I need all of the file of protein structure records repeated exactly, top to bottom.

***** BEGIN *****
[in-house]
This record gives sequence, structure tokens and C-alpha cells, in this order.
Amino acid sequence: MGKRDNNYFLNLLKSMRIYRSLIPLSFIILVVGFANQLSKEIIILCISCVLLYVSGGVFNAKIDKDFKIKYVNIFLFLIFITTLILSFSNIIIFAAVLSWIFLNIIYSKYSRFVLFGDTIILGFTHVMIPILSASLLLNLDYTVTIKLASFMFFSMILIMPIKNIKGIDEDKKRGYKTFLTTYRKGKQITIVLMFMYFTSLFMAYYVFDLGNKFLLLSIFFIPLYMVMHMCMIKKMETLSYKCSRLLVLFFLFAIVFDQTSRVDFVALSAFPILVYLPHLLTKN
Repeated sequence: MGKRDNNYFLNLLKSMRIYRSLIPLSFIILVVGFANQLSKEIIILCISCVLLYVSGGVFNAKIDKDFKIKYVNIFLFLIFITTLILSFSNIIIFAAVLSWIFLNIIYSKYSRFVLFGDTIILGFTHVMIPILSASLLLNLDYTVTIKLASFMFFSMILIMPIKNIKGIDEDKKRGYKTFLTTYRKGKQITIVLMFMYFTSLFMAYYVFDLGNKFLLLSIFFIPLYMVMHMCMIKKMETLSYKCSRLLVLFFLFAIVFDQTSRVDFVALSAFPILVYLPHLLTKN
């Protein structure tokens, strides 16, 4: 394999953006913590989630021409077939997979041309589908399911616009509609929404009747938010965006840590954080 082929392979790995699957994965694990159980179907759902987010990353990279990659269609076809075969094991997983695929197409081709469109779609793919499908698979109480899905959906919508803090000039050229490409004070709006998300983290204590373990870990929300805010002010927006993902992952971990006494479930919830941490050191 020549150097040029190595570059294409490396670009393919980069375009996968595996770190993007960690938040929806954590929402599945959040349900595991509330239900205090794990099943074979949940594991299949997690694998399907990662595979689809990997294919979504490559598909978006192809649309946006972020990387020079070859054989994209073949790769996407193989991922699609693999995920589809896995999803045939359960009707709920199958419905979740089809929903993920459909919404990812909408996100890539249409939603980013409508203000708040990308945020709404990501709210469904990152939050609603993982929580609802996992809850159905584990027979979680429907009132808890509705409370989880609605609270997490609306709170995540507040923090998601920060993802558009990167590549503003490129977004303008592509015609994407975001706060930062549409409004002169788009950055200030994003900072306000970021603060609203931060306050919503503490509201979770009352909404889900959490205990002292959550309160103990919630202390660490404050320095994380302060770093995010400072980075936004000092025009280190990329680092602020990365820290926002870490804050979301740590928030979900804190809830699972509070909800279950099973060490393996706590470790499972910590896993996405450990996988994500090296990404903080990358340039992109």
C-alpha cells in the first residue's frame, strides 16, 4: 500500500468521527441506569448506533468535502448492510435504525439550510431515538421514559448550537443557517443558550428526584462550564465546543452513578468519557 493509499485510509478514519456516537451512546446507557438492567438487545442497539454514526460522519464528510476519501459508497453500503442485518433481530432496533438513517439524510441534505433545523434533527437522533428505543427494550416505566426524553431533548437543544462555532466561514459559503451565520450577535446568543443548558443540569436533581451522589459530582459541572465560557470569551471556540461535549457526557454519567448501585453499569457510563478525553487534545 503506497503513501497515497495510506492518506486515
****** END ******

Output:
[in-house]
This record gives sequence, structure tokens and C-alpha cells, in this order.
Amino acid sequence: MGKRDNNYFLNLLKSMRIYRSLIPLSFIILVVGFANQLSKEIIILCISCVLLYVSGGVFNAKIDKDFKIKYVNIFLFLIFITTLILSFSNIIIFAAVLSWIFLNIIYSKYSRFVLFGDTIILGFTHVMIPILSASLLLNLDYTVTIKLASFMFFSMILIMPIKNIKGIDEDKKRGYKTFLTTYRKGKQITIVLMFMYFTSLFMAYYVFDLGNKFLLLSIFFIPLYMVMHMCMIKKMETLSYKCSRLLVLFFLFAIVFDQTSRVDFVALSAFPILVYLPHLLTKN
Repeated sequence: MGKRDNNYFLNLLKSMRIYRSLIPLSFIILVVGFANQLSKEIIILCISCVLLYVSGGVFNAKIDKDFKIKYVNIFLFLIFITTLILSFSNIIIFAAVLSWIFLNIIYSKYSRFVLFGDTIILGFTHVMIPILSASLLLNLDYTVTIKLASFMFFSMILIMPIKNIKGIDEDKKRGYKTFLTTYRKGKQITIVLMFMYFTSLFMAYYVFDLGNKFLLLSIFFIPLYMVMHMCMIKKMETLSYKCSRLLVLFFLFAIVFDQTSRVDFVALSAFPILVYLPHLLTKN
């Protein structure tokens, strides 16, 4: 394999953006913590989630021409077939997979041309589908399911616009509609929404009747938010965006840590954080 082929392979790995699957994965694990159980179907759902987010990353990279990659269609076809075969094991997983695929197409081709469109779609793919499908698979109480899905959906919508803090000039050229490409004070709006998300983290204590373990870990929300805010002010927006993902992952971990006494479930919830941490050191 020549150097040029190595570059294409490396670009393919980069375009996968595996770190993007960690938040929806954590929402599945959040349900595991509330239900205090794990099943074979949940594991299949997690694998399907990662595979689809990997294919979504490559598909978006192809649309946006972020990387020079070859054989994209073949790769996407193989991922699609693999995920589809896995999803045939359960009707709920199958419905979740089809929903993920459909919404990812909408996100890539249409939603980013409508203000708040990308945020709404990501709210469904990152939050609603993982929580609802996992809850159905584990027979979680429907009132808890509705409370989880609605609270997490609306709170995540507040923090998601920060993802558009990167590549503003490129977004303008592509015609994407975001706060930062549409409004002169788009950055200030994003900072306000970021603060609203931060306050919503503490509201979770009352909404889900959490205990002292959550309160103990919630202390660490404050320095994380302060770093995010400072980075936004000092025009280190990329680092602020990365820290926002870490804050979301740590928030979900804190809830699972509070909800279950099973060490393996706590470790499972910590896993996405450990996988994500090296990404903080990358340039992109």
C-alpha cells in the first residue's frame, strides 16, 4: 500500500468521527441506569448506533468535502448492510435504525439550510431515538421514559448550537443557517443558550428526584462550564465546543452513578468519557 493509499485510509478514519456516537451512546446507557438492567438487545442497539454514526460522519464528510476519501459508497453500503442485518433481530432496533438513517439524510441534505433545523434533527437522533428505543427494550416505566426524553431533548437543544462555532466561514459559503451565520450577535446568543443548558443540569436533581451522589459530582459541572465560557470569551471556540461535549457526557454519567448501585453499569457510563478525553487534545 503506497503513501497515497495510506492518506486515